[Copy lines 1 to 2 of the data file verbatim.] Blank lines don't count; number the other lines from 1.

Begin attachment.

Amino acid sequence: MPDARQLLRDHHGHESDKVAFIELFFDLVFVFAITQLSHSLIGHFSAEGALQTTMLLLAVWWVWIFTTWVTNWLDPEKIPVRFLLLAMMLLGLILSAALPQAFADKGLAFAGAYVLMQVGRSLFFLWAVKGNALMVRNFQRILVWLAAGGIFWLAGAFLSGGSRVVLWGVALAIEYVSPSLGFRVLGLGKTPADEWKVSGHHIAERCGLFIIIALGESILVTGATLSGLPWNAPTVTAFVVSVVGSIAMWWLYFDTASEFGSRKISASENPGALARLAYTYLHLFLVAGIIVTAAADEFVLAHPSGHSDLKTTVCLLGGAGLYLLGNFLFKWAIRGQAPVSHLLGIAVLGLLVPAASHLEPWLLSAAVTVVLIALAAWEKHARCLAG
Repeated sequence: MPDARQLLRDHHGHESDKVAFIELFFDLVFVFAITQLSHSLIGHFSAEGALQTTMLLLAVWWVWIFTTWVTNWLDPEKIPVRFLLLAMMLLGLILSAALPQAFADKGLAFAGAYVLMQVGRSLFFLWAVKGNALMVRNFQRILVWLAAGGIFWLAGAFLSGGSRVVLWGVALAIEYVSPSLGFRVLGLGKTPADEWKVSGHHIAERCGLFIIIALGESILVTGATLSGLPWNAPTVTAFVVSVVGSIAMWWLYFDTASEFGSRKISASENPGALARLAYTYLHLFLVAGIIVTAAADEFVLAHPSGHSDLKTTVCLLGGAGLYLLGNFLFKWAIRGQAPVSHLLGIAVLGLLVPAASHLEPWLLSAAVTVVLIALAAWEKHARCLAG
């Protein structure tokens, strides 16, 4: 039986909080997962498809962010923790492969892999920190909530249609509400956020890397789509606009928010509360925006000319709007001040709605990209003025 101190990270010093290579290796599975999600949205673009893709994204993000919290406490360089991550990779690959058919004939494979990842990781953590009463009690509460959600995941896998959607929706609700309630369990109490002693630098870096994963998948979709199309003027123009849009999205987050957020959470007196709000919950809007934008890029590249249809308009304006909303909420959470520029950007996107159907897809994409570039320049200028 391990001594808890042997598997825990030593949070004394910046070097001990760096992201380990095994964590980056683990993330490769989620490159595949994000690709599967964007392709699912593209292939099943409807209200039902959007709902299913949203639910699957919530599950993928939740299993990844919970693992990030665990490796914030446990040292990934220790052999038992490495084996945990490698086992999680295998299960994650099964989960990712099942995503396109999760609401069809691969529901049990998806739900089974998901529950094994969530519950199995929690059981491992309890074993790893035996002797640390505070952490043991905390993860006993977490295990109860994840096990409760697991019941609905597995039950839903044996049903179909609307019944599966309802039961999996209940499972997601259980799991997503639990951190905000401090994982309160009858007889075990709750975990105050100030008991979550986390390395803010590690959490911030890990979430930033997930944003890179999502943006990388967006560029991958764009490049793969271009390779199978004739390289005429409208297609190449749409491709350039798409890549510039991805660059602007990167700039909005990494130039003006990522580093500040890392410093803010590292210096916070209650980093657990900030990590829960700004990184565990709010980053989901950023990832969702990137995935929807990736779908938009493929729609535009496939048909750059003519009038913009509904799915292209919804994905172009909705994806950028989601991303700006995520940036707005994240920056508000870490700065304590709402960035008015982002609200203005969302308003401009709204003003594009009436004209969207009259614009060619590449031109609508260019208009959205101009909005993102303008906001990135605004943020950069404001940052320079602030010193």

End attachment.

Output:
Amino acid sequence: MPDARQLLRDHHGHESDKVAFIELFFDLVFVFAITQLSHSLIGHFSAEGALQTTMLLLAVWWVWIFTTWVTNWLDPEKIPVRFLLLAMMLLGLILSAALPQAFADKGLAFAGAYVLMQVGRSLFFLWAVKGNALMVRNFQRILVWLAAGGIFWLAGAFLSGGSRVVLWGVALAIEYVSPSLGFRVLGLGKTPADEWKVSGHHIAERCGLFIIIALGESILVTGATLSGLPWNAPTVTAFVVSVVGSIAMWWLYFDTASEFGSRKISASENPGALARLAYTYLHLFLVAGIIVTAAADEFVLAHPSGHSDLKTTVCLLGGAGLYLLGNFLFKWAIRGQAPVSHLLGIAVLGLLVPAASHLEPWLLSAAVTVVLIALAAWEKHARCLAG
Repeated sequence: MPDARQLLRDHHGHESDKVAFIELFFDLVFVFAITQLSHSLIGHFSAEGALQTTMLLLAVWWVWIFTTWVTNWLDPEKIPVRFLLLAMMLLGLILSAALPQAFADKGLAFAGAYVLMQVGRSLFFLWAVKGNALMVRNFQRILVWLAAGGIFWLAGAFLSGGSRVVLWGVALAIEYVSPSLGFRVLGLGKTPADEWKVSGHHIAERCGLFIIIALGESILVTGATLSGLPWNAPTVTAFVVSVVGSIAMWWLYFDTASEFGSRKISASENPGALARLAYTYLHLFLVAGIIVTAAADEFVLAHPSGHSDLKTTVCLLGGAGLYLLGNFLFKWAIRGQAPVSHLLGIAVLGLLVPAASHLEPWLLSAAVTVVLIALAAWEKHARCLAG